Kamal said according to the World Health Organisation, per capita daily milk consumption standard is 250ml. Thus the demand for liquid milk in the country should have been over 1.5 crore tonnes.
Milk powder still import-dependent
The dairy industry's expansion could create many jobs, but entrepreneurs say milk powder still being import-dependent is an obstacle.
They say the country imported milk powder worth Tk3,600 crore in 2020 but the sales of local brands were only several hundred crores of taka. They also say the situation is not changing due to low tariffs on foreign milk imports and the lack of incentives to set up factories here.
Umme Kulsum Smriti, president of Bangladesh Dairy Development Forum, said the biggest challenge the dairy industry faces is unequal competition with imported milk powder. Milk powder is subsidised and hence much cheaper. Local producers cannot compete with it.
She proposed a change in the tariff level, saying import duty on milk powder in Bangladesh is 10% as opposed to over 50% in other Asian countries.
Lack of large firms, pastures big hurdles
Entrepreneurs say the lack of pastures and milk powder being import-dependent are big obstacles to the local dairy industry's growth. They also say corporates are unable to take big initiatives due to land unavailability and the lack of adequate cattle feed.
Mohammad Anisur Rahman, director of Aarong Dairy, said it is difficult to procure milk from factories as there are no large farms here. "Even if we set up big farms, there are no pastures. The land needed to set up a grazing farm is not feasible for our country."
He said the operating cost is higher even if a factory is set up with 2,000-2,500 cows in a steel feeding farm and hence it is not economically feasible.
Apart from the lack of pastures, Kamal sees the local cattle's low production capacity as an obstacle to the sector's development.
Misinformation another obstacle
Those selling non-packaged milk have been alleged to mix water with it while corporations also face adulteration allegations. Milk processing companies have lost market shares due to unhygienic factory conditions, but producers say they have suffered more because of flawed research and misinformation spread by milk powder importers.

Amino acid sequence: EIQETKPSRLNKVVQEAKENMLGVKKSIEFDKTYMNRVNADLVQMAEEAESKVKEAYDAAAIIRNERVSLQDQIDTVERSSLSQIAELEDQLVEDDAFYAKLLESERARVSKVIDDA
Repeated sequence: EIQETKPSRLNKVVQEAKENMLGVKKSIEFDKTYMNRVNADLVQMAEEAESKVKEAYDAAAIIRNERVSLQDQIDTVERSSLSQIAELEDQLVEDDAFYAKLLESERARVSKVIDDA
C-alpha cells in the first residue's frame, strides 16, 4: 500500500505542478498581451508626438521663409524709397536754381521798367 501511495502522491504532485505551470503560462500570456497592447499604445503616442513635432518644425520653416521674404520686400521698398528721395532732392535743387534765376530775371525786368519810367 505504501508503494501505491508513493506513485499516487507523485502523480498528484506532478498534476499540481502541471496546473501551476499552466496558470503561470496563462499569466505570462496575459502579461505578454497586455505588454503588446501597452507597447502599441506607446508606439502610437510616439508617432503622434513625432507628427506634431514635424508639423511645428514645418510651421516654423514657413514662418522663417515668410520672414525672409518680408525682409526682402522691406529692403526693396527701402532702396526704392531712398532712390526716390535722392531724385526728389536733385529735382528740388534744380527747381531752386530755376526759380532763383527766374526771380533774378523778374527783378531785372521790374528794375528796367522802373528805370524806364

Amar Chan Banik, managing director of Milk Vita, said a wrong study by an organisation in 2019 reported cadmium's presence in pasteurised milk, halting the dairy industry's ongoing growth. The government later proved the study wrong, but the fear in people's minds did not disappear.
He said people in developed countries do not consume milk without processing, but Bangladeshis still feel more comfortable drinking milk collected traditionally from cows, buffaloes, or goats.
Farms concentrated in northern districts
Almost all commercial farms and dairy processing plants have been set up in the northern districts of Sirajganj, Pabna, Natore, Rajshahi, and Rangpur. Eon Group recently built a farm and a factory in Rangpur with more than 300 Australian cows.
Its Managing Director Momin Ud Daula said entrepreneurs set up factories in northern districts because of pastures' availability and favourable climate.
He said milk is produced in different ways across the country, but it is used to meet region-based demands.
The government in 2015 took an initiative to provide loans for cattle farmers at 4% interest under a refinancing scheme, but farmers claim they do not get this credit.
Fisheries and livestock ministry sources said they have an ongoing livestock and dairy development project to meet the local demand for meat, eggs, and milk. The Tk4,280 crore project started in January 2019, but there has been no notable progress, except for buying cars, building offices, and recruiting manpower.
The project is being implemented in 61 districts, except for the three hilly ones. Its objectives include sustainable growth in the livestock sector in designated areas by increasing private entrepreneurs' capacity, producing safe animal feed, and creating market linkages and value chains.
Fisheries and Livestock Minister SM Rezaul Karim recently inaugurated a dairy processing factory in Rangpur and said the government would provide all kinds of assistance if anyone sets up a dairy farm or a processing plant.
He also said initiatives would be taken to reduce tariffs on capital machinery needed to build factories.
Follow us on Google News